As of the date of this post, when you are working with Windows Azure Services, you get the option to create either a web role or a worker role (or both) for your Cloud Services project. But what are these roles exactly and what do they do?
Well you can think of each role instance as its own project. I tend to liken the two roles to existing Visual Studio project templates.
The Web Role is similar to a ‘Web Application’ – it has aspx pages and code behinds, but can also server anything that uses the http protocol, such as a WCF service using basicHttpBinding. The Web Role is driven by UI – the user interacts with a web page or service and this causes some processing to happen. As far as I can tell, the http pipeline is very similar to standard ASP.NET requests. Just think of it as a good old ASP.NET web application.
The Worker Role is similar to a windows service. It starts up and is running all the time. Instead of a timer, it uses a simple while(true) loop and a sleep statement. When it ‘ticks’ it performs some kind of maintenance work. This is great for background processing.
What the worker is working on is up to you of course, but usually it needs some data to work with. This data can come from a number of places. For example, the AzureServicesKit has examples that show you how to communicate between a worker and a web role via the use of a queue. The idea here is that the worker role doesn’t care how stuff got into the queue: it just does its job of processing items in the queue. It is the web role that is user driven and causes data to go into the queue. The web role can then monitor the queue (via some nicely placed Ajax) and show the results when they have been processed.
So you might think: I’ll always need a web role if I have a worker role. However, this is not true.
Think for a second about Live Mesh. Here you have a folder of all your holiday photos and you’ve modified the actual photos with metadata containing the name of the town or city you took the photo. Live Mesh is built on the same services as the rest of Azure, so communicating between the two is quite easy. You could potentially create a Cloud Service with just a worker role that monitors a particular Live Mesh folder for photos, and when a new one is added, it checks for that metadata with the city name, and inserts latitude/longitude coordinates as additional metadata.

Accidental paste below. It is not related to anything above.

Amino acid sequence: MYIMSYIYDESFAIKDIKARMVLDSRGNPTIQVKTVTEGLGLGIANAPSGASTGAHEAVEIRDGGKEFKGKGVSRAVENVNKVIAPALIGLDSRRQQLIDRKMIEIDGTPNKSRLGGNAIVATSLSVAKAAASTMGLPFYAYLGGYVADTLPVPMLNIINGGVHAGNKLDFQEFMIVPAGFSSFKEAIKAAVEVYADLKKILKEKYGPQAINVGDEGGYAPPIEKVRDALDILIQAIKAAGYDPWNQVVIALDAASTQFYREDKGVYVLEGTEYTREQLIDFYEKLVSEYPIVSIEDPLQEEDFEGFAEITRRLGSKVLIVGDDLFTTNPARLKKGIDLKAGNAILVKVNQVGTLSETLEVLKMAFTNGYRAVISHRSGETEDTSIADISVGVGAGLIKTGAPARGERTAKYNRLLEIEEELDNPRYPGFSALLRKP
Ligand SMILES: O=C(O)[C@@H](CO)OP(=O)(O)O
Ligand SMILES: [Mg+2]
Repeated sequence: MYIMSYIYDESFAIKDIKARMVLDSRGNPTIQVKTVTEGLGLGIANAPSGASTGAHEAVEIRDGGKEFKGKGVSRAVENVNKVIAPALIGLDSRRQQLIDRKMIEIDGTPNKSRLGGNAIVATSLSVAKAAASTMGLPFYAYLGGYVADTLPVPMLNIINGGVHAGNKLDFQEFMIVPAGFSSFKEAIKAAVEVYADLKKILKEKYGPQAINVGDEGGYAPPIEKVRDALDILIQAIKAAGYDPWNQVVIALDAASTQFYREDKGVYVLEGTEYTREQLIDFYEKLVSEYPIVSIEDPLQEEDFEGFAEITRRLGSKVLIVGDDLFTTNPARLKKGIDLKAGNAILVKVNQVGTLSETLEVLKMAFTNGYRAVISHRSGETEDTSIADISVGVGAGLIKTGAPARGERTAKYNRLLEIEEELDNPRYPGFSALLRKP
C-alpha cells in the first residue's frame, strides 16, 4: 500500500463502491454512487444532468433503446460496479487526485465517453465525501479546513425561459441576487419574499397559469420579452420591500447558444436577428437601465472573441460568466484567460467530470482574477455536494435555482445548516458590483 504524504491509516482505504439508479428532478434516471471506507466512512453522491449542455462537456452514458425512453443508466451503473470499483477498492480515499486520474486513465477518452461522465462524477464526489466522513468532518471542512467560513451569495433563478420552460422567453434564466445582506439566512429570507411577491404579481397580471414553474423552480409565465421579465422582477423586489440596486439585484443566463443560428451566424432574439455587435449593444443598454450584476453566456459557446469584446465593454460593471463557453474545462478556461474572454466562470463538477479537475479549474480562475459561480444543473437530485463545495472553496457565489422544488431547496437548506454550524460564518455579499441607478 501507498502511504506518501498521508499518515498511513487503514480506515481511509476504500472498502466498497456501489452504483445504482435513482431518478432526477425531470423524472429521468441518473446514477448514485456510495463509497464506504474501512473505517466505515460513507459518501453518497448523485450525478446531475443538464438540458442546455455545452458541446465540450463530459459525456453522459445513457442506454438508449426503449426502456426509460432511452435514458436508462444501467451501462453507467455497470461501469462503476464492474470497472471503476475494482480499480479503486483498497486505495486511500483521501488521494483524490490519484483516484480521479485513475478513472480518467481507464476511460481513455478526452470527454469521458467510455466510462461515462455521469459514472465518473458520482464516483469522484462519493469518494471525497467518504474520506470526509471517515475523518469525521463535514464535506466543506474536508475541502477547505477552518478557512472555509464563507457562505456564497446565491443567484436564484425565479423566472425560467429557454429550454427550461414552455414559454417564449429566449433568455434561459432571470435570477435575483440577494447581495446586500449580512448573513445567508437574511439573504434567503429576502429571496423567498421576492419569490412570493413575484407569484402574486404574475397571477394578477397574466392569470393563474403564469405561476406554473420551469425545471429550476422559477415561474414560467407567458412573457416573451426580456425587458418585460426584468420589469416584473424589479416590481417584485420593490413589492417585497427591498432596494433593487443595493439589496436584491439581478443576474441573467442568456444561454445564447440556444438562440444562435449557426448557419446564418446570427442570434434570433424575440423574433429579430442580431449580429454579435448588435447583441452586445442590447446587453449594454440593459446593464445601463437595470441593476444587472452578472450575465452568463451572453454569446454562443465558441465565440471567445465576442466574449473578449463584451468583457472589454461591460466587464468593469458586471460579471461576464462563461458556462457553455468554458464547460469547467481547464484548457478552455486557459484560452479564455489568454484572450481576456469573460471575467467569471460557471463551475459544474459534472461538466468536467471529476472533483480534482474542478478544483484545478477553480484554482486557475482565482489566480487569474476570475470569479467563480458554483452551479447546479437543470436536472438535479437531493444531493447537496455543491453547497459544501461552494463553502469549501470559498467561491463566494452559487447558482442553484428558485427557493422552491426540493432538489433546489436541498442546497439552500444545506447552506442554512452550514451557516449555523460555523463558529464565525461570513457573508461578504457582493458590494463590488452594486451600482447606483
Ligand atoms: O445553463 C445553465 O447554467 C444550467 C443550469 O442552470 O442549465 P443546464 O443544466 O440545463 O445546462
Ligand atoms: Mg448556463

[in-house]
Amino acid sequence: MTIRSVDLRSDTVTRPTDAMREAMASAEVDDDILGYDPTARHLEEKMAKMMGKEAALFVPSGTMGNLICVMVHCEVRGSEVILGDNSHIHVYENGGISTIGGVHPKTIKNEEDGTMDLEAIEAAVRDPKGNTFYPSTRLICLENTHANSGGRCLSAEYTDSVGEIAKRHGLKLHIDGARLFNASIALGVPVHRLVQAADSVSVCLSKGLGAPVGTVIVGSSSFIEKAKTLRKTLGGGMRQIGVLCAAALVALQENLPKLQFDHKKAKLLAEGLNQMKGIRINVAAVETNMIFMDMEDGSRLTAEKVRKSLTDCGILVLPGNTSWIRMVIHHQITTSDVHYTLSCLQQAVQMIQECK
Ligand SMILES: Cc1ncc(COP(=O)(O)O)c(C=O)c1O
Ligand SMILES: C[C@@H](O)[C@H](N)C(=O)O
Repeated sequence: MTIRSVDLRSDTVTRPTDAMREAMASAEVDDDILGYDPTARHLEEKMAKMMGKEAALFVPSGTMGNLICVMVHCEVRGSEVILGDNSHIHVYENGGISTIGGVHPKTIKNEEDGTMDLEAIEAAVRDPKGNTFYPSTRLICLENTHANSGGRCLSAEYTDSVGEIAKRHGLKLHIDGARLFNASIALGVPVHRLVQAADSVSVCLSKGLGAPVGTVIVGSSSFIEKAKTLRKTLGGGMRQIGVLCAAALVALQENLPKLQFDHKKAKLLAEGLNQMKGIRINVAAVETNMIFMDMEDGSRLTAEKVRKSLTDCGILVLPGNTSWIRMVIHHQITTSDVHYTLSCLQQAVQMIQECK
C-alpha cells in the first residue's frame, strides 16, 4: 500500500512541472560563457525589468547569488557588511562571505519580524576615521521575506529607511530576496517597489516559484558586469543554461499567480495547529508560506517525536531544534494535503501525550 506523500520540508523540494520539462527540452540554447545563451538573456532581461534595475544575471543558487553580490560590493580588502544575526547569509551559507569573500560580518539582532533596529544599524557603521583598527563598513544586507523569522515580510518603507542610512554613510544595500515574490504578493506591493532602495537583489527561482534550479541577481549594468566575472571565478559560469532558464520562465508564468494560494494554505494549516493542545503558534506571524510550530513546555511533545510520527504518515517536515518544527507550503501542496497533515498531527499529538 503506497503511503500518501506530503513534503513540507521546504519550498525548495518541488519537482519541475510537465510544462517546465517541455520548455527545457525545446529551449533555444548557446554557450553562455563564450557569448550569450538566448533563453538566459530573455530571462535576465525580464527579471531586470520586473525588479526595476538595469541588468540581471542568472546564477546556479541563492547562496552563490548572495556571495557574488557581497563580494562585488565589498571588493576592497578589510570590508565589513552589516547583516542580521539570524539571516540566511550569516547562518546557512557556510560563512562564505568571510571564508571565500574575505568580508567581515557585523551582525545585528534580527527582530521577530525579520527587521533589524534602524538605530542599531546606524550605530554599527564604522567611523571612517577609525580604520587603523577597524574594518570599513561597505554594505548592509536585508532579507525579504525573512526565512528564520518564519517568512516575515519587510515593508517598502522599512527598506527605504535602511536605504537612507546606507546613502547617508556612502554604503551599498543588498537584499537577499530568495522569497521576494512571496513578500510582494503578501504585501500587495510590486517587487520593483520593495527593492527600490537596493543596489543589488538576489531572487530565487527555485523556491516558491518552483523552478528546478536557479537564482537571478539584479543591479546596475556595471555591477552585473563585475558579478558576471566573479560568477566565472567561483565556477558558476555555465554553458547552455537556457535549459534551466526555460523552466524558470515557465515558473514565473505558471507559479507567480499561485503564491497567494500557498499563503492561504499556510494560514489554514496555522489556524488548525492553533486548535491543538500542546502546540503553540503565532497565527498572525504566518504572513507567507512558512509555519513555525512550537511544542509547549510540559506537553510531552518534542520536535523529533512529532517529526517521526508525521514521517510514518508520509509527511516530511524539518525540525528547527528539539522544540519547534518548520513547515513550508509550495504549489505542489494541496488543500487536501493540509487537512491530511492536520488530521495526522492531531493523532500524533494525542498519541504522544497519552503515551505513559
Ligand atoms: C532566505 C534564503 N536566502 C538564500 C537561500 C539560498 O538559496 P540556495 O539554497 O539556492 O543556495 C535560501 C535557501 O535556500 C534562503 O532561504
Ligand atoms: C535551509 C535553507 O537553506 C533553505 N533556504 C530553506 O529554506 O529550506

Lets run with that example for a moment. Imagine that the Live Mesh folder is actually a shared folder with thousands of people having access to it (you can do that in Mesh). People are uploading their photos from cities all around the world. Your single worker role can’t keep up with the demand! That’s where Azure steps up: this is what it was truly built for. You can very easily add another instance of your Worker Role. All of a sudden, your processing time is halved!
So there you go. Currently there is a limitation of 2 instances per role. And you can only have one worker role and one web role in your solution at the most. This will seem very restricting once you start to really get into Azure but I suppose there has to be some limitations while Microsoft builds its datacenters around the world.
… we’re absolutely interested in giving the ability to have multiple worker roles, and multiple web roles, and some other kinds of roles, and direct synchronous communication between them …
He goes on to mention that Microsoft are careful about releasing functionality in a staged manner. I’m predicting that some of the roles we see will more closely match some of the existing projects in Visual Studio, in particular an ‘MVC Web Role’.
Oh before I wrap up, you can also write your worker roles in F# now! Check out the Microsoft site for the download.